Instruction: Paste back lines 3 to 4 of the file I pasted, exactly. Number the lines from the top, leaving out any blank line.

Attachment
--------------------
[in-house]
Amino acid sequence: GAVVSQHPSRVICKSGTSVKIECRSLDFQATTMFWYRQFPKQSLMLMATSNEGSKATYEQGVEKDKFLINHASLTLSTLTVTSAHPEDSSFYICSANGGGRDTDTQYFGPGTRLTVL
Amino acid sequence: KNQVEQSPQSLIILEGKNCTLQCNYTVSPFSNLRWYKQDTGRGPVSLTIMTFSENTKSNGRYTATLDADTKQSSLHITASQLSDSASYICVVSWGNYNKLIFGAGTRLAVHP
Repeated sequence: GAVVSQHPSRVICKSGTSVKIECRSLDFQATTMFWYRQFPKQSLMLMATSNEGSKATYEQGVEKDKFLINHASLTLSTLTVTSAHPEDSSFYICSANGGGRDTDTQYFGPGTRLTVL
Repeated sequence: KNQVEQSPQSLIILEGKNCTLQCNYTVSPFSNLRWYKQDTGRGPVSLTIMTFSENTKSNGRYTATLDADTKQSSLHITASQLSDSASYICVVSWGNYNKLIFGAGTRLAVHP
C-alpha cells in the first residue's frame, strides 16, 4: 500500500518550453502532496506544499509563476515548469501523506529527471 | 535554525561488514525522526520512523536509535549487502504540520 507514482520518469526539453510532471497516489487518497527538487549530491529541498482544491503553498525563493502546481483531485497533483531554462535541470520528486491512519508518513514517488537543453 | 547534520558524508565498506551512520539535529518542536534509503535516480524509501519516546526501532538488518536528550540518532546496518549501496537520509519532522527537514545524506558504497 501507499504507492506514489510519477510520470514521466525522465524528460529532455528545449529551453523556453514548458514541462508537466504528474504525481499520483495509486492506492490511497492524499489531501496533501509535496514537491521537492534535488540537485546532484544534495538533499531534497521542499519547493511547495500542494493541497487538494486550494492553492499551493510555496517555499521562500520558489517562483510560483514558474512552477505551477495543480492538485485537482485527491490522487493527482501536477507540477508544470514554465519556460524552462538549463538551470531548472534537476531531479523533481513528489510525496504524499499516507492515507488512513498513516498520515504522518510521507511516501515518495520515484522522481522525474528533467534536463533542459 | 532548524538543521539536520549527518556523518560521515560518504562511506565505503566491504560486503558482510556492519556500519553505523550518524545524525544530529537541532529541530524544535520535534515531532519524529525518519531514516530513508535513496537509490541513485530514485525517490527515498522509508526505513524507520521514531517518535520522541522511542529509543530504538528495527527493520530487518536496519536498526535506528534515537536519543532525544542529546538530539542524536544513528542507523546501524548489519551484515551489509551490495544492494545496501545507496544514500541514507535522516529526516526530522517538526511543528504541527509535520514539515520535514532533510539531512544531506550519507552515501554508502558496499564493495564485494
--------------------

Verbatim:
Amino acid sequence: KNQVEQSPQSLIILEGKNCTLQCNYTVSPFSNLRWYKQDTGRGPVSLTIMTFSENTKSNGRYTATLDADTKQSSLHITASQLSDSASYICVVSWGNYNKLIFGAGTRLAVHP
Repeated sequence: GAVVSQHPSRVICKSGTSVKIECRSLDFQATTMFWYRQFPKQSLMLMATSNEGSKATYEQGVEKDKFLINHASLTLSTLTVTSAHPEDSSFYICSANGGGRDTDTQYFGPGTRLTVL